The kids in Stockholm football wise were very much more tuned into what was needed, when practice time came the kids were solely focused on this. Coerver involves lots of repetitive drills and the kids, despite being of varying age, seemed to enjoy this aspect.
Further more, when asking the kids to do the techniques in match situations they were very keen to replicate this and understand the context of when a technique would be used which then turns into a skill. The kids were also extremely fit and agile and all enjoyed healthy lunches, something that is not replicated in Scotland. This all contributed to the more ‘football is a profession’ atmosphere compared to that of Scotland where there is still a certain culture that attaches itself to the game.
One point I think is absolutely key and I would like to reemphasize this, is that kids need to play football. This does not mean coaching after coaching but just solely football. Small sided games and games created on the spur of the moment need to return and I think everybody can do something to help this.
Colin Jack: In his own words.
- I’m 23 and currently studying History and Politics at Stirling University in Scotland.
- I currently work part time at Hibernian where I take the under 17 team and assistant coach at the under 19 team, this season we won the east of Scotland shield and got to the semi final of the Scottish cup.
- Despite being only 23 I have worked at Hamilton Academical FC academy where I took the under 11s and under 12s, I also worked for Heart of Midlothian Academy doing there technical sessions for the under 9s, 10s and 11s.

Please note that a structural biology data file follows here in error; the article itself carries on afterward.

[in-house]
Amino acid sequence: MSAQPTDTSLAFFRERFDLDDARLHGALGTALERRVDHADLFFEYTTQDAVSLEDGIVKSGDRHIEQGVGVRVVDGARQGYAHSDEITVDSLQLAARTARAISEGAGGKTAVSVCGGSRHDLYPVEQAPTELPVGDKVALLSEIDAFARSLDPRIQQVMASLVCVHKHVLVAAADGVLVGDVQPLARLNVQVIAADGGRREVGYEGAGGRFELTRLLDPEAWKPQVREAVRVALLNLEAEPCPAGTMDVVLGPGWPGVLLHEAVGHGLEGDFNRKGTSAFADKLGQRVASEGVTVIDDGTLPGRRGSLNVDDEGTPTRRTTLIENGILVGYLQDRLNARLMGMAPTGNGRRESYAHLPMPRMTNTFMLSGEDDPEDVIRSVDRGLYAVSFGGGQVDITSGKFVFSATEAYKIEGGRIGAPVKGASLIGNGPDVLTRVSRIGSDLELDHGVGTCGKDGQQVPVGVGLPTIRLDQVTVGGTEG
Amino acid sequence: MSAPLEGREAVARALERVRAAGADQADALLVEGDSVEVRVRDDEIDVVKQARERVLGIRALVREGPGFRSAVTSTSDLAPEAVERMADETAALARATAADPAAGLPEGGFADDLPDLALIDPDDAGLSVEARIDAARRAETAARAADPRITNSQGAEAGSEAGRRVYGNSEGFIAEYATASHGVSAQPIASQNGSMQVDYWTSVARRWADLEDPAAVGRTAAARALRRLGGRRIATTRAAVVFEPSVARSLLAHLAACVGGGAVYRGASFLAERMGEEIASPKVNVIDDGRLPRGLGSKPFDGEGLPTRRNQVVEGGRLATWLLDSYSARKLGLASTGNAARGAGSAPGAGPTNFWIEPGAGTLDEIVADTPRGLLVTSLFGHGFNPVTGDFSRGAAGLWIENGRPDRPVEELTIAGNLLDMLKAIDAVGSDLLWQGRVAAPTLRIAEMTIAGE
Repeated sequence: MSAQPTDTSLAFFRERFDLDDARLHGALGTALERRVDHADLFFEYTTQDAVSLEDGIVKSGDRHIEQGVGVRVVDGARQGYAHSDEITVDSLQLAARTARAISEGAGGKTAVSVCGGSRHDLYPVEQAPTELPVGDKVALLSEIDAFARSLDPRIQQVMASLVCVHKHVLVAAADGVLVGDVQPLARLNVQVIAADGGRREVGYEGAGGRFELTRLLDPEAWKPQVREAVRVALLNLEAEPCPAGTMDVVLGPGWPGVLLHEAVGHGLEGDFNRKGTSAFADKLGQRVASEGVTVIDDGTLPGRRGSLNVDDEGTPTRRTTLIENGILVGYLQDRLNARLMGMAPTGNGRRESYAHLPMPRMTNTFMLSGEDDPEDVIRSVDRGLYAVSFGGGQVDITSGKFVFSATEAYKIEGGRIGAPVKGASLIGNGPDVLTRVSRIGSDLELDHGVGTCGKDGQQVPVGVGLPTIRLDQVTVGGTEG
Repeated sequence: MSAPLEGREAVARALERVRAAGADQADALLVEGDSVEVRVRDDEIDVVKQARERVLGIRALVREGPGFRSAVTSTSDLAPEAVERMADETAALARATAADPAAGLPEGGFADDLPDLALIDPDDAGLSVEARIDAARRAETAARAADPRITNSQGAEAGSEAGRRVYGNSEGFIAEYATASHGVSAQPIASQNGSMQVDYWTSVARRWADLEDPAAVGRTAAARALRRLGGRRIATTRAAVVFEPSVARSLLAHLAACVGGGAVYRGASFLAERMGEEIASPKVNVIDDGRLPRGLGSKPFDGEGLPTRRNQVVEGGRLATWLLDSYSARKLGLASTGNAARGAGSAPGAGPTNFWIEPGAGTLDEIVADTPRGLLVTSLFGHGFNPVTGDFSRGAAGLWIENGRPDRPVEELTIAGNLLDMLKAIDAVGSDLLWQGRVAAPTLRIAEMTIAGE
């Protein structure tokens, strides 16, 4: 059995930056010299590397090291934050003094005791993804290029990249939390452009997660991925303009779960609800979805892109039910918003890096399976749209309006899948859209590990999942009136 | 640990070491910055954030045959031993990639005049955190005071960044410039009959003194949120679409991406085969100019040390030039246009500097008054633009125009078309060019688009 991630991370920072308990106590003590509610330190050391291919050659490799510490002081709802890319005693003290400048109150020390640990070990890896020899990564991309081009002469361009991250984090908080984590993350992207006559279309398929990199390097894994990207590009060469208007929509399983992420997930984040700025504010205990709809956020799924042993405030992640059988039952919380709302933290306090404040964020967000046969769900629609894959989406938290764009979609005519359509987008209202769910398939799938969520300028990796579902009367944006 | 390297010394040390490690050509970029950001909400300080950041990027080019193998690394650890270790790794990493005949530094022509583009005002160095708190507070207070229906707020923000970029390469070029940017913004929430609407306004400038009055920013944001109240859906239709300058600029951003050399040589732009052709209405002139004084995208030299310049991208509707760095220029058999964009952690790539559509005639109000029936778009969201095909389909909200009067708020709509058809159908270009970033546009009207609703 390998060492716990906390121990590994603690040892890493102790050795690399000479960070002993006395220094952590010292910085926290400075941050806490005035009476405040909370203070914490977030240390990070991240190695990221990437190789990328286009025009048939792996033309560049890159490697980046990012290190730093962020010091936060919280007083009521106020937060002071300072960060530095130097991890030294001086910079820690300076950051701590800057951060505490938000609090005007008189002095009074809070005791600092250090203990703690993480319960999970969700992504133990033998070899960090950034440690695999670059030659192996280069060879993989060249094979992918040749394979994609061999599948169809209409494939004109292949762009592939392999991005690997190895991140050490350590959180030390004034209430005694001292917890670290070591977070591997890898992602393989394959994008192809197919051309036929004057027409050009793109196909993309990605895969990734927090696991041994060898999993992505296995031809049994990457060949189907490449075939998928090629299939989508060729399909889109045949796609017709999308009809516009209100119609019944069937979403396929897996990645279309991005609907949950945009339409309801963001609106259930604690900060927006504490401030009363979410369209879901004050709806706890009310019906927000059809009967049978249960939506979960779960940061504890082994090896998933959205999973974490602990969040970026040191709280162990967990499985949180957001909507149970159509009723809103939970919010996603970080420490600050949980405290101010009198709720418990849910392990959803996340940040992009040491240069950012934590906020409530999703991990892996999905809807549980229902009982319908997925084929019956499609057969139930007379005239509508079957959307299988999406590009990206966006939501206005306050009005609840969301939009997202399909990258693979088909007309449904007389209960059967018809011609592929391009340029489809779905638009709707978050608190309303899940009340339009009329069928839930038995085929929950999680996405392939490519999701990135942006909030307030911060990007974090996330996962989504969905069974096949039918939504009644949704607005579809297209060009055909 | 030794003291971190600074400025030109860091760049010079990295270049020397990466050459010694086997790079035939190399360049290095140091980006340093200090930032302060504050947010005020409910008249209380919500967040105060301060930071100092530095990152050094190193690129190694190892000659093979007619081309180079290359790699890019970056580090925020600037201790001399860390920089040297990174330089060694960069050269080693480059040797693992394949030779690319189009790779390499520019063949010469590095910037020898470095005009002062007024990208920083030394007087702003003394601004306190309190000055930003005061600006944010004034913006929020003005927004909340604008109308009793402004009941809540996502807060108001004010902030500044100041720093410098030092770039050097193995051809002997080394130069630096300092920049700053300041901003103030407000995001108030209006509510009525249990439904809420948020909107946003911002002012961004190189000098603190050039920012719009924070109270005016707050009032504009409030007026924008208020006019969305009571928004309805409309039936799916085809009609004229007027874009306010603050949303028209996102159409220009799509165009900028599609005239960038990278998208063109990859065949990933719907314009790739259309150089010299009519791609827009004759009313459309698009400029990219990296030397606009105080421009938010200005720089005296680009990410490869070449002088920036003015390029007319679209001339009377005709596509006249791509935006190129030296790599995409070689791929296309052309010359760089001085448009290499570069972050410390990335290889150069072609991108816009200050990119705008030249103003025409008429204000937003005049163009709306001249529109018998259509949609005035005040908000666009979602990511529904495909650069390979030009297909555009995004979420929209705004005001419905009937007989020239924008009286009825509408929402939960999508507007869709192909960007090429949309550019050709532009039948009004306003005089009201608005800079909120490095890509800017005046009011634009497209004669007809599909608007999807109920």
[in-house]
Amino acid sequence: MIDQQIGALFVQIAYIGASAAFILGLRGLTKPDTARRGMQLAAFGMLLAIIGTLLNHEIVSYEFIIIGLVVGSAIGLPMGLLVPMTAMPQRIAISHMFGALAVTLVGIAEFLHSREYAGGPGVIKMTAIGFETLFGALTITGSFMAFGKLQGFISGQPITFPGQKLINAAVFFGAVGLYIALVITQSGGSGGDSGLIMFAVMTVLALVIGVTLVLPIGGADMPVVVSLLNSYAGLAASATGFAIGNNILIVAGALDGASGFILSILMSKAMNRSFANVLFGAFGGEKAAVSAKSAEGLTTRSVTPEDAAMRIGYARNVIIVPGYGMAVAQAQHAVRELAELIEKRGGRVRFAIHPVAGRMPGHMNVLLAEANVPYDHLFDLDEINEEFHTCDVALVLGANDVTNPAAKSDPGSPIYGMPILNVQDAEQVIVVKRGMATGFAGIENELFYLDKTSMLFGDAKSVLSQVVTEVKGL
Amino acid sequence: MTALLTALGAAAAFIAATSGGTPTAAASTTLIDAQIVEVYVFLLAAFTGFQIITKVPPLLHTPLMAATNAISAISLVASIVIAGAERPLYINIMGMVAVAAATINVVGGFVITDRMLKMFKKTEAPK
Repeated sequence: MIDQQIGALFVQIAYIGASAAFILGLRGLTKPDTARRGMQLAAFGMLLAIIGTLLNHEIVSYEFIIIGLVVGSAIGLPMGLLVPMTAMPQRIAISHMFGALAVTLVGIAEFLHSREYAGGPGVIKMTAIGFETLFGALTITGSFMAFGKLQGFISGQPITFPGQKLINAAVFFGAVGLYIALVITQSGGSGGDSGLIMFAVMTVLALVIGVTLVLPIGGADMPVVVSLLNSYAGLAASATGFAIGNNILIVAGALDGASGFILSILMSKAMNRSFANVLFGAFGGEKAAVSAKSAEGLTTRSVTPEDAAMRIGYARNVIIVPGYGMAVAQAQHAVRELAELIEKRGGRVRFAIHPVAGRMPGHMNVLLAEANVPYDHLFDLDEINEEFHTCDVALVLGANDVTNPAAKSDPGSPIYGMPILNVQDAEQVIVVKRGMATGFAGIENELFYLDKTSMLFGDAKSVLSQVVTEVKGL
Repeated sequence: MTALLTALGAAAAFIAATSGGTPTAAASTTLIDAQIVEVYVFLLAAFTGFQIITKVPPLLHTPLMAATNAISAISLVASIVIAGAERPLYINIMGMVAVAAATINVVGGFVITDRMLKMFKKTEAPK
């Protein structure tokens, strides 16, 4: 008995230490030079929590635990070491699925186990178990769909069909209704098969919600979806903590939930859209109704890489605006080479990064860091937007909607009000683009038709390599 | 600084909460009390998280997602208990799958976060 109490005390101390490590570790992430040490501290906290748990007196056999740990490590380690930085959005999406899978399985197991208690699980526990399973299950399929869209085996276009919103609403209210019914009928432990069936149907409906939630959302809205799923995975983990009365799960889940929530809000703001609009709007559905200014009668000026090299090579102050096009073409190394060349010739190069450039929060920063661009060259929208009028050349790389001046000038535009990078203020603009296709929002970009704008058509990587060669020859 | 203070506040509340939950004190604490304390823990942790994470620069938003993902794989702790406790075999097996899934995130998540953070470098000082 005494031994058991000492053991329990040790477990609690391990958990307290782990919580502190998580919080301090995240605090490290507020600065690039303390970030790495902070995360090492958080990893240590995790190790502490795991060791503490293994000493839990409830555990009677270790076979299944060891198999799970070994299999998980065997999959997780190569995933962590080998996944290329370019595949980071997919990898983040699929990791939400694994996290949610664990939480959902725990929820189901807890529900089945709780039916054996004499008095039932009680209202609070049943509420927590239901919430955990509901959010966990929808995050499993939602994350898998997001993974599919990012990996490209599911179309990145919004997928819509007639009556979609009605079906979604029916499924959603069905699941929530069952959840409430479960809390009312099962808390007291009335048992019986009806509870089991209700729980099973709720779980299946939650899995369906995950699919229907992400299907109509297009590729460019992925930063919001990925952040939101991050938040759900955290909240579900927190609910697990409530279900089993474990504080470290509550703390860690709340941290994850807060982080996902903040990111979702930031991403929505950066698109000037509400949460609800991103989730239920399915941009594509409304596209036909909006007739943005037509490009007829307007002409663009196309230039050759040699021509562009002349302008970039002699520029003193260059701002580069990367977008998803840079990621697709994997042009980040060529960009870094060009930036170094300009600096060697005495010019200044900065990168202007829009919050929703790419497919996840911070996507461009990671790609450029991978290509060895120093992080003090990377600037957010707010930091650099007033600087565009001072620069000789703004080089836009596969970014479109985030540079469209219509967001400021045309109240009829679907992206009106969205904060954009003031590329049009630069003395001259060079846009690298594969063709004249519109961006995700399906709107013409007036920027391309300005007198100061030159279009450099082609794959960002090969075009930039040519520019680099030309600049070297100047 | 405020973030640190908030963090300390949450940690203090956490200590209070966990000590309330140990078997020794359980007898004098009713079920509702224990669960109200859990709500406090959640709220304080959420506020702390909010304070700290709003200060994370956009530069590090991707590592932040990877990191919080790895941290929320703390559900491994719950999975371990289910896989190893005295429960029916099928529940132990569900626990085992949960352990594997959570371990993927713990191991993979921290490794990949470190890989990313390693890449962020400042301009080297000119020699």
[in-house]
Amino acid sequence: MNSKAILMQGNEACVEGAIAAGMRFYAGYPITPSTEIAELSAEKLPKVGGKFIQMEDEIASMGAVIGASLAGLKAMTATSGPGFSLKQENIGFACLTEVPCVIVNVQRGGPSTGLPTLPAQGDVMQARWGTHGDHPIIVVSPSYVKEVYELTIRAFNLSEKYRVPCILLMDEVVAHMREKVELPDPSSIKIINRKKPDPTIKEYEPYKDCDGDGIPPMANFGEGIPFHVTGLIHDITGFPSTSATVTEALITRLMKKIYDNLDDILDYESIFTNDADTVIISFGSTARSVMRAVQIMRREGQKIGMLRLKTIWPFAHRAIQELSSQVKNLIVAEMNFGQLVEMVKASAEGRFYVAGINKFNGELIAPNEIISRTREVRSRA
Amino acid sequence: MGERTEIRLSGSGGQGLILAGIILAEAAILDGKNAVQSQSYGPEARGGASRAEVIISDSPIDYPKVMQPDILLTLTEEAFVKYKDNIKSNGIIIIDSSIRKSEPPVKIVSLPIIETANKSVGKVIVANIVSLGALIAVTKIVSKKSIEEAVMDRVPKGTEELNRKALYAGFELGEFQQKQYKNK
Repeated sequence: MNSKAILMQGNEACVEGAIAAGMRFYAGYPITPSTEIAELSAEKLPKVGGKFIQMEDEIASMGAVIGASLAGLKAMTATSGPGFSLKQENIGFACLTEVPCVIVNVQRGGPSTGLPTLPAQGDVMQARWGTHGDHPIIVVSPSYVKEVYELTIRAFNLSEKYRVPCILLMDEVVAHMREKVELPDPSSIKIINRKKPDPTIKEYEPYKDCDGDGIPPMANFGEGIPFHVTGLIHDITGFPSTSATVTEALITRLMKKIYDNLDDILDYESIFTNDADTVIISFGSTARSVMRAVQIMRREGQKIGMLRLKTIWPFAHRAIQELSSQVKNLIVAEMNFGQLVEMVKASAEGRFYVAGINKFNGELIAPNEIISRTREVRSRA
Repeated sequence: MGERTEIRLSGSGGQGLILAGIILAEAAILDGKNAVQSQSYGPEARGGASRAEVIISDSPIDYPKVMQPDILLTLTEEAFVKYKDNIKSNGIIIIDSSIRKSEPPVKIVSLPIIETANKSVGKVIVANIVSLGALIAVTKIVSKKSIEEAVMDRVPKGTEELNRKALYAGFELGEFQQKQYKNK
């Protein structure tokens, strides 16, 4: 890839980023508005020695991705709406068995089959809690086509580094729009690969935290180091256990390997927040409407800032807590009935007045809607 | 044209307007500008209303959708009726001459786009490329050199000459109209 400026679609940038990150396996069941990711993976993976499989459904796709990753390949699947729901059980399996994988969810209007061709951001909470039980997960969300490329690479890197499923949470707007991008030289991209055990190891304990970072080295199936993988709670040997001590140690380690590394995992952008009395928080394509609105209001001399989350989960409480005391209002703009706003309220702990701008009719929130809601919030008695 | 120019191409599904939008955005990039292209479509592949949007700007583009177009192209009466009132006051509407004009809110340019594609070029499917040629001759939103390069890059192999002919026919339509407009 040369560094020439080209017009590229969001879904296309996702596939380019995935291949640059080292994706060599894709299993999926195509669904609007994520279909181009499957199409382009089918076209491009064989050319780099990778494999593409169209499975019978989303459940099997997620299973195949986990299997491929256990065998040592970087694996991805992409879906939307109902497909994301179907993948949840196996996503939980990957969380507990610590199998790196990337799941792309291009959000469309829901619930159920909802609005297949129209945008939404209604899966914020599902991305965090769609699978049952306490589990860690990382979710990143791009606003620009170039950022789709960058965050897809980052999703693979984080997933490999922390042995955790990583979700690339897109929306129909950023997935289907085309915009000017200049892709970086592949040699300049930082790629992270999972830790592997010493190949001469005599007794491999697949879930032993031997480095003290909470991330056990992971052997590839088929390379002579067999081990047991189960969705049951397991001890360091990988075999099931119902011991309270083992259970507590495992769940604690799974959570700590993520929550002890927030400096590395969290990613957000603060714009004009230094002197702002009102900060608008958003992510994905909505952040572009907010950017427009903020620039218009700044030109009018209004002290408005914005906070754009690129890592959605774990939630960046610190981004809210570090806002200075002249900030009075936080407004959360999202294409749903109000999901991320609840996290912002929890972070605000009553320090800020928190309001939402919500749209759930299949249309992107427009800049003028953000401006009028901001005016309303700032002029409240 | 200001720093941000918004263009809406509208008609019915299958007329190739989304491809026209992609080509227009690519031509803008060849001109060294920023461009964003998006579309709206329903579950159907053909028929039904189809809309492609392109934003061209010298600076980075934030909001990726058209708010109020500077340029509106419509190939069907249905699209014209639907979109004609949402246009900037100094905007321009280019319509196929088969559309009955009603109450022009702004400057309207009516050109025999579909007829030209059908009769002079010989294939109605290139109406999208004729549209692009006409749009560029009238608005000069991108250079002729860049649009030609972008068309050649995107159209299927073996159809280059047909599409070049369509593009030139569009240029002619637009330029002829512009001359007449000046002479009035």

- I have also worked for Coerver Scotland for over 5 years where I coach all standards of players, I have worked with them in Portugal, Sweden and Norway.I work and continue to work with the Scottish football association, for nearly 4 years now, in community projects and school of football scheme.
- I am currently sitting my advanced children license in which I have 3 months to go. I have passed my youth award and children award in coaching and hold the south of Scotland coach of the year for 2007.
- I also play semi-pro football in Scotland but currently am injured for the last year. Before though I played at various semi and pro teams but never excelling to take me to a higher level
- My aims include coaching in a full time capacity at a professional club and achieving my UEFA A badge. I also want to work abroad and hopefully in time become a first team coach at a professional club.
Interview by Footblogball